Newbold (Derbyshire) - Historical Description, and Today

This information was collected by Jayne Smith (formerly McHugh), during her “One Place Study” of Newbold. It was previously part of her North West Derbyshire website.

NEWBOLD is a pleasant village 1¼ N.W. from Chesterfield, on a considerable elevation, commanding extensive views over a well wooded and highly cultivated country. At Little moor in 1842, a small Methodist chapel was erected; the township has extensive coal and iron mines, and several manufactories of brown earthenware and stoneware bottles; and contains many scattered hamlets, with wharfs on the canal adjoining Chesterfield. A school was erected by the freeholders, with the residence for the master, on Newbold Green, in 1805. Highfield, a neat mansion embowered with trees, one mile N.W. form Chesterfield, is the seat and property of Bernard Maynard Lucas, Esq. Holme Hall, 1¼ mile W. from Newbold Green, is the property of J.H. Barker, Esq. Newbold Field, a pleasant mansion, three miles N.W. from Chesterfield, is the seat and property of Edward Ward Fox, Esq., a minor, and Mrs Lucy Fox.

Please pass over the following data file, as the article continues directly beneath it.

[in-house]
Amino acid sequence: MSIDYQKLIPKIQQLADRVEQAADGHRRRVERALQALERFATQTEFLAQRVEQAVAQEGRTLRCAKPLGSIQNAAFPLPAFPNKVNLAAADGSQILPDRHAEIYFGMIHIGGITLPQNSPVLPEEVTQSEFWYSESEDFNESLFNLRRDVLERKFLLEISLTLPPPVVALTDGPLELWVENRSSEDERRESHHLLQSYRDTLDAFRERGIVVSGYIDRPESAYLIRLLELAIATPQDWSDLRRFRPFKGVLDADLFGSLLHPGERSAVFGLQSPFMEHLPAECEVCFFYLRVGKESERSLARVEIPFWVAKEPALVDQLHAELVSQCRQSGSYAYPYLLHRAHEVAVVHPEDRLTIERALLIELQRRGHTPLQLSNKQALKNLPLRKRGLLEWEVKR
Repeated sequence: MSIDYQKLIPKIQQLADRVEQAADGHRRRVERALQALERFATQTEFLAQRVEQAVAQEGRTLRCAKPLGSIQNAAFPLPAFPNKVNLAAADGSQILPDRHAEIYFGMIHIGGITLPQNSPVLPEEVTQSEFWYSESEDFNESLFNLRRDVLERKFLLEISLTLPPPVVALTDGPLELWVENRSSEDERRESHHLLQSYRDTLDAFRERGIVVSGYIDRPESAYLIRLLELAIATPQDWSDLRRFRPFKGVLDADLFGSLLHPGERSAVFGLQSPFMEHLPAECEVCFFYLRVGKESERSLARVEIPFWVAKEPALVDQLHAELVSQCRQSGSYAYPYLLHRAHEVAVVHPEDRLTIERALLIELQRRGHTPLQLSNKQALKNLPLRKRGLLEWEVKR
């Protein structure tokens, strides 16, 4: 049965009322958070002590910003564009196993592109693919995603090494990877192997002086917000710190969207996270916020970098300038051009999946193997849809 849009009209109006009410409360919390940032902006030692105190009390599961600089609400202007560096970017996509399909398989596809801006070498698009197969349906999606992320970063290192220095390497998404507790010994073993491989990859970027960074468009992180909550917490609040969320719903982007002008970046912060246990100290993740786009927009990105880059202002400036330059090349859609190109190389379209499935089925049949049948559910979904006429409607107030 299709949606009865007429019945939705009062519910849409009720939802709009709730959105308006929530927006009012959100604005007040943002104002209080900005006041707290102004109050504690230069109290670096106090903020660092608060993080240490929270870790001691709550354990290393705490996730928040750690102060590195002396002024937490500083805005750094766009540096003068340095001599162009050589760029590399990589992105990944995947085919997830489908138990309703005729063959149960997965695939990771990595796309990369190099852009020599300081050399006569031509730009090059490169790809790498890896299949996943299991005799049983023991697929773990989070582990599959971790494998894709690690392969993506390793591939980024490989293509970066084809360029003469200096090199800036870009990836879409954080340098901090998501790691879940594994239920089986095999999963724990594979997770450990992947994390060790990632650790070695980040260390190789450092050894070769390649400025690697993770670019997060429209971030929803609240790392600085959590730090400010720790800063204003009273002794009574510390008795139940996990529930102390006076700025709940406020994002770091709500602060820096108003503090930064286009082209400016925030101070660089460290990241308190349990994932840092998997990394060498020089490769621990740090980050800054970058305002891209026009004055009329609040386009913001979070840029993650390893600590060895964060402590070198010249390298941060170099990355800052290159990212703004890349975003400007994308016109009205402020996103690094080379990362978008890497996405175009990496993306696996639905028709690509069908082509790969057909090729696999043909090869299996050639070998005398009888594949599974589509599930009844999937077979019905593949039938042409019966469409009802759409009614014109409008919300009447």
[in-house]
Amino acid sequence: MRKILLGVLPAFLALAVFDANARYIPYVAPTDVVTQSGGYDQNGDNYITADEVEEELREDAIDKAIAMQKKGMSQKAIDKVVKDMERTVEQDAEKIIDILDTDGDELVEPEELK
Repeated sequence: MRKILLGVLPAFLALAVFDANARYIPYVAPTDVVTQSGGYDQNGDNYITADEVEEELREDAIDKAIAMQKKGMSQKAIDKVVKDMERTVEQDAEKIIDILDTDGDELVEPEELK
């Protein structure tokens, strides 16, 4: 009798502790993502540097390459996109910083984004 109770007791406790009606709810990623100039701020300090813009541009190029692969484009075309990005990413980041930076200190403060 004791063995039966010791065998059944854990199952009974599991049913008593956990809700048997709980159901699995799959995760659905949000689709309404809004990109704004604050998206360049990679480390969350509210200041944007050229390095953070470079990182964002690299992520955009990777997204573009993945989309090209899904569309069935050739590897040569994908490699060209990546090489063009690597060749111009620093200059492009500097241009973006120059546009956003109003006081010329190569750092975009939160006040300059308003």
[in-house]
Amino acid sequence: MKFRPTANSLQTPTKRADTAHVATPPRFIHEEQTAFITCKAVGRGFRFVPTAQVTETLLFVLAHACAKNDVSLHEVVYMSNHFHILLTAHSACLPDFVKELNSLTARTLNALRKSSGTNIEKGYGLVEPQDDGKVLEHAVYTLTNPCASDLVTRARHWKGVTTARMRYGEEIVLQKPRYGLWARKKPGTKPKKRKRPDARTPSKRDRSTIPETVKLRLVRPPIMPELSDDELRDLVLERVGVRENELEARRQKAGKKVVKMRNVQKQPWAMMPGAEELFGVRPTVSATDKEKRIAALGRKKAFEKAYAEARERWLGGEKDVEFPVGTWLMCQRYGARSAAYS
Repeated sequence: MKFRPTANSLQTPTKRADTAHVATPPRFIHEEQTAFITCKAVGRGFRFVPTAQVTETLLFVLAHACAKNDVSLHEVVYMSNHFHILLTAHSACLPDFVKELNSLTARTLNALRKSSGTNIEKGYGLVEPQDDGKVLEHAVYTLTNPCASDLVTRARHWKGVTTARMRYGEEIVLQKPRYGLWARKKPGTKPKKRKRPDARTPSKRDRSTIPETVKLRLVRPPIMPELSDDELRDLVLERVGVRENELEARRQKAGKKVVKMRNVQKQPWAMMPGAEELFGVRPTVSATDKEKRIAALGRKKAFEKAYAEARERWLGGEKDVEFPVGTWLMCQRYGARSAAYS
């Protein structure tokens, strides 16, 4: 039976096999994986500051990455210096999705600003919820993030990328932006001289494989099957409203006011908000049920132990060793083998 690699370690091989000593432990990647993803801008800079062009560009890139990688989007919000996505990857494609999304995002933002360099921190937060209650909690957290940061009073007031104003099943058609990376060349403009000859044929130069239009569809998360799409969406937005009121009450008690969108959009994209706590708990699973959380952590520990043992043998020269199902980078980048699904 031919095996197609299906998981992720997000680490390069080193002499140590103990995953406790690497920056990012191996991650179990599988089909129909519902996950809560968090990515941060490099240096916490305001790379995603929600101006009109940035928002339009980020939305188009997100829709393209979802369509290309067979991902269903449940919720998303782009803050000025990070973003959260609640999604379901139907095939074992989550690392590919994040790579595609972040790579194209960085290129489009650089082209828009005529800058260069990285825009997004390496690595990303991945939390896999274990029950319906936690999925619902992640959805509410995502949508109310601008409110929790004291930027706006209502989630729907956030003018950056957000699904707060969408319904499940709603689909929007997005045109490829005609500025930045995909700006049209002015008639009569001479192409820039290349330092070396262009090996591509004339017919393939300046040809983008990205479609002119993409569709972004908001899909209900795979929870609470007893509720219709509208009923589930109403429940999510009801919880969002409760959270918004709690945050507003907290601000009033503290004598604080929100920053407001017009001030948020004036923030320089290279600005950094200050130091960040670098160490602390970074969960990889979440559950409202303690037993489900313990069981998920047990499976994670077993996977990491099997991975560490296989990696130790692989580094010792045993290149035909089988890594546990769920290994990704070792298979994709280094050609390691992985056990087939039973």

[from White's History, Gazetteer and Directory of the County of Derby, 1857]

NEWBOLD: “Before the church of St. John's was built, Newbold was divided between two other new parishes, St. Thomas, Brampton, and Holy Trinity, Chesterfield. Before these churches were built, and indeed for all but the last two centuries, Newbold was part of the huge parish of Chesterfield, served by the church dedicated in the middle ages to All Saints and since the Reformation jointly to St. Mary and All Saints (the famed Crooked Spire) that still stands in the heart of the oldest part of Chesterfield.”
[from the book “Building a Parish” by Philip Riden, published 1982]

Compiled by Jayne McHugh. Reproduced with kind permission.

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